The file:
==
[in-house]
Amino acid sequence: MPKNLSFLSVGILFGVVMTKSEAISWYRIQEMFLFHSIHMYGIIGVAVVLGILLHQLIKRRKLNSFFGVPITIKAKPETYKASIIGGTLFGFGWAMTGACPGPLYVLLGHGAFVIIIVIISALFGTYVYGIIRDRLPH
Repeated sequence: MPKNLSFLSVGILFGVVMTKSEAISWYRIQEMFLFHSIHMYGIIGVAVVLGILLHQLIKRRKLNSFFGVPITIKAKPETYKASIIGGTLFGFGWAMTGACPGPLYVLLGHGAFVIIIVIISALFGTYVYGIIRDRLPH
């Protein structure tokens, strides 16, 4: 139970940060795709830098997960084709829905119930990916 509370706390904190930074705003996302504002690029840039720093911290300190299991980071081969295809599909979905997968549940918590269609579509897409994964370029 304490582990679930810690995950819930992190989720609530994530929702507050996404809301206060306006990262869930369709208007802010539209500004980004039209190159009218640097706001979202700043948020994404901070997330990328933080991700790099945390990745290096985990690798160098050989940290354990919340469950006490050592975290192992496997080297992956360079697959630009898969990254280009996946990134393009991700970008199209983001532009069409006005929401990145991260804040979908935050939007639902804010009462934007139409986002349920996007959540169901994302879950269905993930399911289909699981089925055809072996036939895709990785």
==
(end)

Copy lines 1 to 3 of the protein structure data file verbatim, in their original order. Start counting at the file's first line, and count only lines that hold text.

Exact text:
[in-house]
Amino acid sequence: MPKNLSFLSVGILFGVVMTKSEAISWYRIQEMFLFHSIHMYGIIGVAVVLGILLHQLIKRRKLNSFFGVPITIKAKPETYKASIIGGTLFGFGWAMTGACPGPLYVLLGHGAFVIIIVIISALFGTYVYGIIRDRLPH
Repeated sequence: MPKNLSFLSVGILFGVVMTKSEAISWYRIQEMFLFHSIHMYGIIGVAVVLGILLHQLIKRRKLNSFFGVPITIKAKPETYKASIIGGTLFGFGWAMTGACPGPLYVLLGHGAFVIIIVIISALFGTYVYGIIRDRLPH